Facebook pages are far more detailed than Twitter accounts. They allow a product to provide videos, photos, longer descriptions, and testimonials where followers can comment on the product pages for others to see. Facebook can link back to the product's Twitter page, as well as send out event reminders. As of May 2015, 93% of businesses marketers use Facebook to promote their brand.[36] A study from 2011 attributed 84% of "engagement" or clicks and likes that link back to Facebook advertising.[37] By 2014, Facebook had restricted the content published from business and brand pages. Adjustments in Facebook algorithms have reduced the audience for non-paying business pages (that have at least 500,000 "Likes") from 16% in 2012 down to 2% in February 2014.[38] [39][40]
The digital revolution has led to a titanic shift in the landscape of the marketing communication, while also creating new opportunities for businesses to reach and engage consumers through smart, social, and mobile media technologies. In this course, you will learn about the impacts of digital technologies on marketing communication strategies and practices. By understanding the underlying processes of marketing communication and the core features of new media technologies, you can strategically select the appropriate channels to deliver the right marketing message to the right audience at the right moment.
Often the line between pay per click advertising and paid inclusion is debatable. Some have lobbied for any paid listings to be labeled as an advertisement, while defenders insist they are not actually ads since the webmasters do not control the content of the listing, its ranking, or even whether it is shown to any users. Another advantage of paid inclusion is that it allows site owners to specify particular schedules for crawling pages. In the general case, one has no control as to when their page will be crawled or added to a search engine index. Paid inclusion proves to be particularly useful for cases where pages are dynamically generated and frequently modified.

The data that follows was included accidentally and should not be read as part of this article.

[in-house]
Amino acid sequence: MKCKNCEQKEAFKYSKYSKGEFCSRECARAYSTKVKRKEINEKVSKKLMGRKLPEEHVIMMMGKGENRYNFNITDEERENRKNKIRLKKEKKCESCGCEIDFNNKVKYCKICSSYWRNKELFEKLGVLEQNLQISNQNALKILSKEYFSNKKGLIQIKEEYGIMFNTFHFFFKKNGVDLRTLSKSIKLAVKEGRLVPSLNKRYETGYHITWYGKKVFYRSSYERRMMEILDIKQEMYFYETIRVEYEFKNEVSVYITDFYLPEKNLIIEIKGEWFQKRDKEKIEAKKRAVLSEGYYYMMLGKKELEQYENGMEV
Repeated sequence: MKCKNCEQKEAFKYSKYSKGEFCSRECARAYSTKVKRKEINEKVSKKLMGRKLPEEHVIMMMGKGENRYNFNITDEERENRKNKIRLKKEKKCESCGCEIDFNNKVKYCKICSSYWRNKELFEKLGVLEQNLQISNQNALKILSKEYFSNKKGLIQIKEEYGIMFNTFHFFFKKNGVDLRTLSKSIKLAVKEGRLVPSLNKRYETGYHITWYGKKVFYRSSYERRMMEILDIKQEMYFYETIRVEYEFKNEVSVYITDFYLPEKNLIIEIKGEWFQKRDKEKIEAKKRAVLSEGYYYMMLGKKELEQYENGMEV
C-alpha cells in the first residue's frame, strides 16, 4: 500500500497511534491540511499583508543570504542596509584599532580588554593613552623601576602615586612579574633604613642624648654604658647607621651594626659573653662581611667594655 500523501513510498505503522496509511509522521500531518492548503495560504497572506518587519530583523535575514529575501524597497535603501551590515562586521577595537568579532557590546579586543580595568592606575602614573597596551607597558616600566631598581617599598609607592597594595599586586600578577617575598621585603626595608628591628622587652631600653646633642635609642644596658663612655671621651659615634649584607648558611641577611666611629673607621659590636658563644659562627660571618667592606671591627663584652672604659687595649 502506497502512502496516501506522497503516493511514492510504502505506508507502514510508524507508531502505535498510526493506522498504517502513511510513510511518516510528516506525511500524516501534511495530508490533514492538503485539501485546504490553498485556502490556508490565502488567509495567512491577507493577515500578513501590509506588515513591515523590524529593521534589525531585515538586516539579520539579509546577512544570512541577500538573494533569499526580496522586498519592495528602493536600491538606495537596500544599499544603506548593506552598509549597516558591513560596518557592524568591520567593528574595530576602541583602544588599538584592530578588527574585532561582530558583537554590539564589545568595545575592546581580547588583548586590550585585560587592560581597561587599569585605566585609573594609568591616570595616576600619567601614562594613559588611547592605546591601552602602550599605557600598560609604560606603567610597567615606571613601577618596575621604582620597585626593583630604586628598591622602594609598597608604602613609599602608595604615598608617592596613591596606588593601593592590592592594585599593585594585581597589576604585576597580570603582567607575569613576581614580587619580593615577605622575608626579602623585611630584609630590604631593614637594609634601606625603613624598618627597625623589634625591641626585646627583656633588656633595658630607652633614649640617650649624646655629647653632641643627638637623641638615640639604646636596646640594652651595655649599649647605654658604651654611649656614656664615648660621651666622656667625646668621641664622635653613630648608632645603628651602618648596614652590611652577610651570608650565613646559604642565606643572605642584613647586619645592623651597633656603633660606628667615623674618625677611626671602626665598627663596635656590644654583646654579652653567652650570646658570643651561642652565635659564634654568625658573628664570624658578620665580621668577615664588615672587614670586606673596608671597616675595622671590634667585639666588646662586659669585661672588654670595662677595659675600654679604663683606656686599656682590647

Paid search advertising has not been without controversy and the issue of how search engines present advertising on their search result pages has been the target of a series of studies and reports[23][24][25] by Consumer Reports WebWatch. The Federal Trade Commission (FTC) also issued a letter[26] in 2002 about the importance of disclosure of paid advertising on search engines, in response to a complaint from Commercial Alert, a consumer advocacy group with ties to Ralph Nader.
As the number of sites on the Web increased in the mid-to-late 1990s, search engines started appearing to help people find information quickly. Search engines developed business models to finance their services, such as pay per click programs offered by Open Text[7] in 1996 and then Goto.com[8] in 1998. Goto.com later changed its name[9] to Overture in 2001, was purchased by Yahoo! in 2003, and now offers paid search opportunities for advertisers through Yahoo! Search Marketing. Google also began to offer advertisements on search results pages in 2000 through the Google AdWords program. By 2007, pay-per-click programs proved to be primary moneymakers[10] for search engines. In a market dominated by Google, in 2009 Yahoo! and Microsoft announced the intention to forge an alliance. The Yahoo! & Microsoft Search Alliance eventually received approval from regulators in the US and Europe in February 2010.[11]